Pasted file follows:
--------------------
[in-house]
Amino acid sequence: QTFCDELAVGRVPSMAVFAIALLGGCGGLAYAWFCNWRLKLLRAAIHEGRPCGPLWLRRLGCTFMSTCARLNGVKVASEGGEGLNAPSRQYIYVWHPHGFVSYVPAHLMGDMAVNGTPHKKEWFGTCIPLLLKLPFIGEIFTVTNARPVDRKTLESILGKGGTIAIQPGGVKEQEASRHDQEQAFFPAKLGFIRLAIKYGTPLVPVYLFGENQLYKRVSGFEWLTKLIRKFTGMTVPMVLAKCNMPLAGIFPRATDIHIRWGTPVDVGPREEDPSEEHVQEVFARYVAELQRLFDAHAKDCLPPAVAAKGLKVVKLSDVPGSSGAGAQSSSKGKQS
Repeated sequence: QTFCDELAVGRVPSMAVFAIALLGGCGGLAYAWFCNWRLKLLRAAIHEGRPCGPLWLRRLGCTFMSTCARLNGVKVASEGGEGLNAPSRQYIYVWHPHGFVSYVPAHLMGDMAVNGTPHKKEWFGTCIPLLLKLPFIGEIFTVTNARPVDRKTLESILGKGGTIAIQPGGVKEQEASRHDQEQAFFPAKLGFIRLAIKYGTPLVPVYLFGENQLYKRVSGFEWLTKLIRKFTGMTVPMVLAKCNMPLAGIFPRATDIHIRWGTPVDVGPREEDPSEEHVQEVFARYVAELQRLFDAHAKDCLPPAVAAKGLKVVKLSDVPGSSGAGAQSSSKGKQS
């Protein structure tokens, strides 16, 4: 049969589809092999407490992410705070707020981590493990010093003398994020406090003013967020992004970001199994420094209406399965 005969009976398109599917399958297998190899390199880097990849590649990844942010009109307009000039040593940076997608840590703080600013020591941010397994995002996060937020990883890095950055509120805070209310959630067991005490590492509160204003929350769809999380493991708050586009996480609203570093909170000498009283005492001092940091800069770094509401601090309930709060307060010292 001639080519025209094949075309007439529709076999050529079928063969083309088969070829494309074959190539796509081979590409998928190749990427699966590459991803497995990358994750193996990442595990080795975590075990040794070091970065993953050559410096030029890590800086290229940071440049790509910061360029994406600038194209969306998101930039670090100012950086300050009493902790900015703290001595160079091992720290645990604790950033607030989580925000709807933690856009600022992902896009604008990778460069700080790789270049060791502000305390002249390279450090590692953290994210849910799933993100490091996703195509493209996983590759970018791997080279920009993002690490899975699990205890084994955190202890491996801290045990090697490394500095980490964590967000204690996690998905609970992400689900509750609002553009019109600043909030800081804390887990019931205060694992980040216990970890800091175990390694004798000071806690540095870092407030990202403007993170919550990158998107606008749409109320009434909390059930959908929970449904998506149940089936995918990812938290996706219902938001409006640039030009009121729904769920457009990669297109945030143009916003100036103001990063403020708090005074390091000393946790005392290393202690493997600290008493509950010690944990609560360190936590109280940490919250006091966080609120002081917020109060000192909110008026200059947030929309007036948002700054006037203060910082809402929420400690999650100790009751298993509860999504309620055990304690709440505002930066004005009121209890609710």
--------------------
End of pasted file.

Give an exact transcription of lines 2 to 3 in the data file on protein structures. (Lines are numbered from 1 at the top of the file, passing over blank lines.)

Amino acid sequence: QTFCDELAVGRVPSMAVFAIALLGGCGGLAYAWFCNWRLKLLRAAIHEGRPCGPLWLRRLGCTFMSTCARLNGVKVASEGGEGLNAPSRQYIYVWHPHGFVSYVPAHLMGDMAVNGTPHKKEWFGTCIPLLLKLPFIGEIFTVTNARPVDRKTLESILGKGGTIAIQPGGVKEQEASRHDQEQAFFPAKLGFIRLAIKYGTPLVPVYLFGENQLYKRVSGFEWLTKLIRKFTGMTVPMVLAKCNMPLAGIFPRATDIHIRWGTPVDVGPREEDPSEEHVQEVFARYVAELQRLFDAHAKDCLPPAVAAKGLKVVKLSDVPGSSGAGAQSSSKGKQS
Repeated sequence: QTFCDELAVGRVPSMAVFAIALLGGCGGLAYAWFCNWRLKLLRAAIHEGRPCGPLWLRRLGCTFMSTCARLNGVKVASEGGEGLNAPSRQYIYVWHPHGFVSYVPAHLMGDMAVNGTPHKKEWFGTCIPLLLKLPFIGEIFTVTNARPVDRKTLESILGKGGTIAIQPGGVKEQEASRHDQEQAFFPAKLGFIRLAIKYGTPLVPVYLFGENQLYKRVSGFEWLTKLIRKFTGMTVPMVLAKCNMPLAGIFPRATDIHIRWGTPVDVGPREEDPSEEHVQEVFARYVAELQRLFDAHAKDCLPPAVAAKGLKVVKLSDVPGSSGAGAQSSSKGKQS